The Burren and Cliffs of Moher are under review for re-designation as a UNESCO Global Geopark.
In June, an evaluation team from UNESCO spent five days in County Clare as part of the review process for the Burren and Cliffs of Moher’s redesignation as a UNESCO Global Geopark.
Headed by Dr. Babis Fassoulas of the University of Crete and Adina Popa of Hațeg Country UNESCO Global Geopark in Romania, the team met with representatives of Clare County Council and the Burren and Cliffs of Moher UNESCO Global Geopark, as well as local business and community representatives during the visit, which takes place every four years.
Led by Clare County Council, the Burren and Cliffs of Moher UNESCO Global Geopark first achieved Global Geopark status in 2011 before the designation was fully incorporated by UNESCO in 2015 to become a UNESCO Global Geopark.
The last revalidation visit to the County Clare location took place in 2019, and officials are hoping that the Geopark will once again be successful this year.
Through its designation, the Burren and Cliffs of Moher region forms part of a global community of 195 UNESCO Global Geoparks across 48 countries, sharing knowledge and expertise on heritage management and sustainable development, leading to well-managed protected landscapes with preserved local heritage.
The Geopark plays a key role in ensuring tourism development across the Burren is delivered in a sustainable manner, said Cllr. Tony O’Brien, Cathaoirleach of Clare County Council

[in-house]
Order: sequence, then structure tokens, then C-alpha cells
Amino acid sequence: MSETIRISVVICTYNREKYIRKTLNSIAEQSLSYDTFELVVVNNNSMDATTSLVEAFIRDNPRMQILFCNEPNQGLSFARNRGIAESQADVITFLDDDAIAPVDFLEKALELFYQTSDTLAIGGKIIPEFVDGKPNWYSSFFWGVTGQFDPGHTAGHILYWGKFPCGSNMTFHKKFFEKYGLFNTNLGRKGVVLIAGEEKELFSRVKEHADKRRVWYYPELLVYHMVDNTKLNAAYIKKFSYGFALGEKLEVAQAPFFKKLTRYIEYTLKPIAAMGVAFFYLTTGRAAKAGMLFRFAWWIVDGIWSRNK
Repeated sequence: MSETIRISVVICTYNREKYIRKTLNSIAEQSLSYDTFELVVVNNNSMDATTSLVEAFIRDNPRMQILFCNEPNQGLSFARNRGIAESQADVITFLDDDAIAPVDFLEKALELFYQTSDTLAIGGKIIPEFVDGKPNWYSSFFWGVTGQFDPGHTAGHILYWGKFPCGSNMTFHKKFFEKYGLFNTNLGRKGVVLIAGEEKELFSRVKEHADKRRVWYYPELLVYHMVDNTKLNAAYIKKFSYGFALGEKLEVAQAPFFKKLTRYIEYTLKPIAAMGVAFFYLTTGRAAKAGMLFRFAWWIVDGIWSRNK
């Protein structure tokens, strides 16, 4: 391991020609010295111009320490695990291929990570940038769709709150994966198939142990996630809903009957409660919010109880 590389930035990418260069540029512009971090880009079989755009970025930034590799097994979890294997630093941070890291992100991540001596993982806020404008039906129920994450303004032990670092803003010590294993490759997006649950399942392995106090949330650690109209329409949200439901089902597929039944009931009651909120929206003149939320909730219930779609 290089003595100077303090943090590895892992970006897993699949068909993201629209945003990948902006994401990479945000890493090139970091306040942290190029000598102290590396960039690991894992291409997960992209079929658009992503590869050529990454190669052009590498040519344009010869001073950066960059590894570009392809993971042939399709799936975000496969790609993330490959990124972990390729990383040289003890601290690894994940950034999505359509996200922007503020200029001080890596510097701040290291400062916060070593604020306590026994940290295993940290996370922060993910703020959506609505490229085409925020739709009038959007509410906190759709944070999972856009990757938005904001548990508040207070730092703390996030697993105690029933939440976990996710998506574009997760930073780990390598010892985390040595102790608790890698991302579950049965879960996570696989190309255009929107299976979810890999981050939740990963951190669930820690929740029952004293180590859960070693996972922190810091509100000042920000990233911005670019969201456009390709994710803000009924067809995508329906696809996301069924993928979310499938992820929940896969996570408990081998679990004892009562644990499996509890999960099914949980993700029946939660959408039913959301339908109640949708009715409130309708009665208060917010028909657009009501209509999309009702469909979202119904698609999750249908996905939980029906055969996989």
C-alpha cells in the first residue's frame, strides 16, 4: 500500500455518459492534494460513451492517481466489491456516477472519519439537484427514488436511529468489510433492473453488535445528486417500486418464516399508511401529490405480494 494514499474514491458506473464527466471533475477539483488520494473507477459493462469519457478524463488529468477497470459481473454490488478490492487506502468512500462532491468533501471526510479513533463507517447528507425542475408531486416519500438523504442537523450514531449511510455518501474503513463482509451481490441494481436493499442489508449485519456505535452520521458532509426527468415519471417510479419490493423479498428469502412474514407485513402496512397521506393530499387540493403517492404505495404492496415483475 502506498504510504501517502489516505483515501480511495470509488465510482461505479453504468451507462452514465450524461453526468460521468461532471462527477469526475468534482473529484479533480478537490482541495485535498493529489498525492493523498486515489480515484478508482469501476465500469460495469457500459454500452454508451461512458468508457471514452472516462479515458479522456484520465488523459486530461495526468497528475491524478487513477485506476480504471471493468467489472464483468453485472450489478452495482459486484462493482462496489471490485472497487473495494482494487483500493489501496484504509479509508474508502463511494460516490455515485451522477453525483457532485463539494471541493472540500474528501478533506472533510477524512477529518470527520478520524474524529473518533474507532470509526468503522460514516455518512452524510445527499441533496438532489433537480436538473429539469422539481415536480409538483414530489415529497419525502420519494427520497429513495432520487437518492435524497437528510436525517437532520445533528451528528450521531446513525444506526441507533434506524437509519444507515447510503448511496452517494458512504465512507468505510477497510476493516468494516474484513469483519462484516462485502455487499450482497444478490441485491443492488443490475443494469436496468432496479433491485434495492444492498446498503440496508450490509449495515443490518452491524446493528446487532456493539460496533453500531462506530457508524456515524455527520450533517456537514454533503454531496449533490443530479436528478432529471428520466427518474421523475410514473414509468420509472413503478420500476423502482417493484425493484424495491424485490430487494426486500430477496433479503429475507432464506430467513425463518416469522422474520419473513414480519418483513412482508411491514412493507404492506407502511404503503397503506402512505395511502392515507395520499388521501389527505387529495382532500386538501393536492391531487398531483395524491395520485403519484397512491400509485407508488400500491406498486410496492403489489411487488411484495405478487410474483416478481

“The designation of UNESCO Global Geopark status has been a hugely positive development for the region and the people who live and visit there, and I am confident the visiting UNESCO delegation will conclude that the Burren and Cliffs of Moher is a shining example within the Geopark network," he said.
More than 1,300 jobs are sustained by businesses in the Burren Ecotourism Network, partners of the Burren and Cliffs of Moher UNESCO Global Geopark, while many more are directly dependent on the sustainability of employment in other sectors that are related to tourism.
"Sustainability is at the heart of everything that the team at the Burren and Cliffs of Moher UNESCO Global Geopark has been working to achieve in recent years,” explained Pat Dowling, Chief Executive of Clare County Council.
“These efforts have been recognized locally, nationally and internationally, and Clare County Council is delighted to be able to support the Geopark and the wider community in promoting the sustainable management of this important and geologically significant region. Retaining UNESCO Global Geopark status is a key objective of Clare County Council and is a key cog of the County Clare Tourism Strategy 2030.”
Carol Gleeson, Manager of the Burren and Cliffs of Moher UNESCO Global Geopark, commented, “UNESCO Global Geopark status is more than a designation, it is membership of a worldwide network where knowledge sharing on heritage management and sustainable development takes a central role.
"This designation has acted as a catalyst for working towards sustainable, community-based tourism development of the Burren, using the already successful UNESCO brand as a mechanism for sharing these wonderful landscapes with the world.”
The UNESCO delegation’s visit to County Clare began on Thursday, June 22 with a presentation by the Geopark team in Ennistymon on the various developments since the last revalidation mission in 2019, and concluded on Monday, June 26 with a mission review with the Geopark team and Clare County Council’s Head of Tourism.
A decision on the redesignation of UNESCO Global Geopark status for the Burren and Cliffs of Moher is expected later this year.